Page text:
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Reclaiming Catholicism: Treasures Old and New Paperback – February 1, 2010


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Product Details

  • Paperback: 250 pages
  • Publisher: Orbis Books; First Edition edition (February 1, 2010)
  • Language: English
  • ISBN-10: 1570758638
  • ISBN-13: 978-1570758638
  • Product Dimensions: 5.9 x 0.6 x 9.1 inches
  • Shipping Weight: 13.6 ounces (View shipping rates and policies)
  • Average Customer Review: 4.2 out of 5 stars  See all reviews (5 customer reviews)
  • Amazon Best Sellers Rank: #1,375,093 in Books (See Top 100 in Books)

Customer Reviews

4.2 out of 5 stars
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Most Helpful Customer Reviews

5 of 5 people found the following review helpful By Timothy Kearney VINE VOICE on February 5, 2011
Format: Paperback
I'm going to have to say at the beginning of this review that the title RECLAIMING CATHOLICISM: TREASURES OLD AND NEW is somewhat misleading. Many of the contributors could be among a who's who of Catholicism, so the insights and entries are excellent, but the title, along with a summary by the publisher, made me think it was almost a "how to" to bring back some of the distinctive Catholic practices that have been lost since Vatican II, and to do so in a way that is not a nostalgic trip but a concrete way to make some of what is lost a vital part of the spiritual lives of people today. That's not exactly what I found in these pages though I did find the book helpful, informative, and enjoyable.

Most of the authors share a memory of their faith from childhood, and in most of the cases, the memory would be prior to Vatican II. Family rosaries, first confessions, devotion to Mary, praying to the saints, Catholic schools, stories of the priests and nuns all populate the essays found in this book. What the book offers is an appreciation of what the devotions and practices had to offer rather than a critique or an attempt at humor which can be all too common when reflecting on the Church of old. Some authors do advocate returning to some of the practices, but overall what I gained from reading the essays was an appreciation of how these practices touched the hearts and lives of the writers, and having this knowledge can be helpful when planning parish events, writing a homily or bulletin column or examining pastoral practices. The voices of the contributors vary as do their perspectives, which make for interesting reading.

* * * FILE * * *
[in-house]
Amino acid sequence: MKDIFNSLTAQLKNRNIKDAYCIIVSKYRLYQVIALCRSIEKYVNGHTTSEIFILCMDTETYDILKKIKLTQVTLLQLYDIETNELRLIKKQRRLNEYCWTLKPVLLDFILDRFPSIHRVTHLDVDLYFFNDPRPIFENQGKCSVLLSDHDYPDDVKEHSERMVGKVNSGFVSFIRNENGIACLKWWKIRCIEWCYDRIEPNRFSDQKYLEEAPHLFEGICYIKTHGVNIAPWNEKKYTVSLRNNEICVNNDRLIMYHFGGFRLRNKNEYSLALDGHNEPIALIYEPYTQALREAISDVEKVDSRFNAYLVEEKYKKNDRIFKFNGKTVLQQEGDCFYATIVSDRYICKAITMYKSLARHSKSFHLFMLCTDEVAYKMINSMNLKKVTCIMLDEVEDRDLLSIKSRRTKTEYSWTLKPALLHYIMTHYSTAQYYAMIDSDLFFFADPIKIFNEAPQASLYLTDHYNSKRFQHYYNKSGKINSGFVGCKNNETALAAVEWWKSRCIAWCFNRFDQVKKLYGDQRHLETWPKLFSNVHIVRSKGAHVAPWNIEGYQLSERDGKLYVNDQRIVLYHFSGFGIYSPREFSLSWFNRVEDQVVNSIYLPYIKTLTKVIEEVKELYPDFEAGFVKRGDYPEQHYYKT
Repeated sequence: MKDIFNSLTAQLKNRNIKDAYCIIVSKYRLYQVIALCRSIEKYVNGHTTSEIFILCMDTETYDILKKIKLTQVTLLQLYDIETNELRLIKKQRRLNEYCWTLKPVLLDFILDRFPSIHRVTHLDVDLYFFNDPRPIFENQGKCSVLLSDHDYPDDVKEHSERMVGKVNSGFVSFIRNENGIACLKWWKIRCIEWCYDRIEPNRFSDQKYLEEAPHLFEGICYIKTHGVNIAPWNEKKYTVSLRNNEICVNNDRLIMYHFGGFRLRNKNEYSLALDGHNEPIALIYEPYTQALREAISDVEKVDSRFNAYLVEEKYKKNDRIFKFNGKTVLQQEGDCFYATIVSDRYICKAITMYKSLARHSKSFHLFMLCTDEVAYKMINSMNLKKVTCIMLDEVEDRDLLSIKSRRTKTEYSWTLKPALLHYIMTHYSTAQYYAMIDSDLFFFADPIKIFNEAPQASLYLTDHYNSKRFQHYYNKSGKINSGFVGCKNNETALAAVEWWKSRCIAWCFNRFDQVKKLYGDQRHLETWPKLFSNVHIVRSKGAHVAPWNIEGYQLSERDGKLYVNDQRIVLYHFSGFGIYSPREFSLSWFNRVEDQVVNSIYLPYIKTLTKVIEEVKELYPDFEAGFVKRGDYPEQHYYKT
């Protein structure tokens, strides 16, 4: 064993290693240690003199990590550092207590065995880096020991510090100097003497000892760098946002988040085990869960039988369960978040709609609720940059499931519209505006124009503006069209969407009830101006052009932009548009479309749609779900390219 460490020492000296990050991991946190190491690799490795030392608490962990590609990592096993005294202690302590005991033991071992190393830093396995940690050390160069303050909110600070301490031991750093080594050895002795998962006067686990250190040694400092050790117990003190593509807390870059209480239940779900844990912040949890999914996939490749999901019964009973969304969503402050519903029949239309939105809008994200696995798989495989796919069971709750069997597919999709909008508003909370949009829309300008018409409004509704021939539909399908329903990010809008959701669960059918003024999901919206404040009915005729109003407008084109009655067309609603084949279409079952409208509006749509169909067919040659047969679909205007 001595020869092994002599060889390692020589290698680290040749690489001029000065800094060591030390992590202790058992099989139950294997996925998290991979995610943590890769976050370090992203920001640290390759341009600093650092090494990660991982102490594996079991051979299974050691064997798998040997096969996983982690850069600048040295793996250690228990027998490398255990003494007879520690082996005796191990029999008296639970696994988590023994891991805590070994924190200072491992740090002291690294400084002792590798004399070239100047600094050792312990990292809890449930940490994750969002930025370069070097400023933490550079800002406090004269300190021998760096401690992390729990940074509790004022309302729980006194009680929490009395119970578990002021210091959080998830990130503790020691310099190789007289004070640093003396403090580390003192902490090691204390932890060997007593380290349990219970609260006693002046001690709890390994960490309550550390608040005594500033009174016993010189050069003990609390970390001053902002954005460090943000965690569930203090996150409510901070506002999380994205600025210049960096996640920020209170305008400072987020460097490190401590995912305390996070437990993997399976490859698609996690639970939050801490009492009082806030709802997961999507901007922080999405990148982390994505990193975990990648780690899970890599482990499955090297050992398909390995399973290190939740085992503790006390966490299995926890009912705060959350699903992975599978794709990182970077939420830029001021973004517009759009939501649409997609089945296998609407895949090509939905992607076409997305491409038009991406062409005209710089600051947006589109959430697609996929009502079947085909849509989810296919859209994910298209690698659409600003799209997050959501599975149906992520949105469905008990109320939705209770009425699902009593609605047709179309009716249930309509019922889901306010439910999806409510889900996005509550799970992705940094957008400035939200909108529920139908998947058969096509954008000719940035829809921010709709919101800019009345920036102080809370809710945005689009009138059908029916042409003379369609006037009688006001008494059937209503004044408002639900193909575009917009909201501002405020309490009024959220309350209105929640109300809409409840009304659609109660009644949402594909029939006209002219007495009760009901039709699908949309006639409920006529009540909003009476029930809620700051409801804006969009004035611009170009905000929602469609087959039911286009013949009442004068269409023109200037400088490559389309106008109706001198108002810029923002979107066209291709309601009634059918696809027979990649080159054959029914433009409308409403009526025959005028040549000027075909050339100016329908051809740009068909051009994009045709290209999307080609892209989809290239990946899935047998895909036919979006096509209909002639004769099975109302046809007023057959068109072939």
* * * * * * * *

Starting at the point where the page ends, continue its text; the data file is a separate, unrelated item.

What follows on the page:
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3 of 4 people found the following review helpful By Sister M on June 10, 2010
Format: Paperback
This is a wonderful book for anyone who wants to put together the events and issues in the Catholic church pre- and post- Vatican II.
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0 of 1 people found the following review helpful By Midwest Book Review on January 16, 2011
Format: Paperback
Thomas H. Groome and Michael J. Daley edit RECLAIMING CATHOLICISM: TREASURES OLD AND NEW, a fine survey of the Catholic Church before Vatican II. Key spiritual writers and leading theologians discuss spiritual wisdom from these times and provide a resource for regaining the foundations of American Catholicism.
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0 of 1 people found the following review helpful By Joseph Stickney on July 28, 2010
Format: Paperback Verified Purchase
Fr. Hollenbach, continuing his lifelong commitment to articulate Catholic human rights theology, has brought together essayists "in the trenches" of forced migration. I am especially interested, a an Arizona resident, in Part V. which addresses the claims of economic migrants.
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1 of 3 people found the following review helpful By C. Scanlon VINE VOICE on April 15, 2010
Format: Paperback Verified Purchase
This is probably the only place you will find a favorable or "fair" account of the infamous Father Feeney, written by a former colleague, Avery Dulles.

In fact you find here favorably reported Fathers Coughlin and Fulton Sheen and other media stars whose main purpose was placing a religious stamp of approval on runaway capitalism and convincing the masses that fair wages, health care, educational opportunities and other equity issues of social justice were tools of the red devil, unsanctioned by the church.

Sort of like Glen Beck does today.

But this aspect of the role of these soft soap salesmen for capitlaism goes barely mentioned, merely reported in passing as one aspect of their preaching.

As does their fashionable anti-Semitism.

A favorable article on Feeney, and that one by Dulles?

OMG!

Not even a too brief article by the learned and Reverend Father Richard P. McBrien a too brief treatise on sin and guilt by Roman Catholic moral theologian the Reverend Father Charles E. Curran saves this patchwork from fraying into futility.

All of the very many articles are far too brief. One does better to read the excellent The HarperCollins Encyclopedia of Catholicism, Lives of the Saints: From Mary and St. Francis of Assisi to John XXIII and Mother Teresa and
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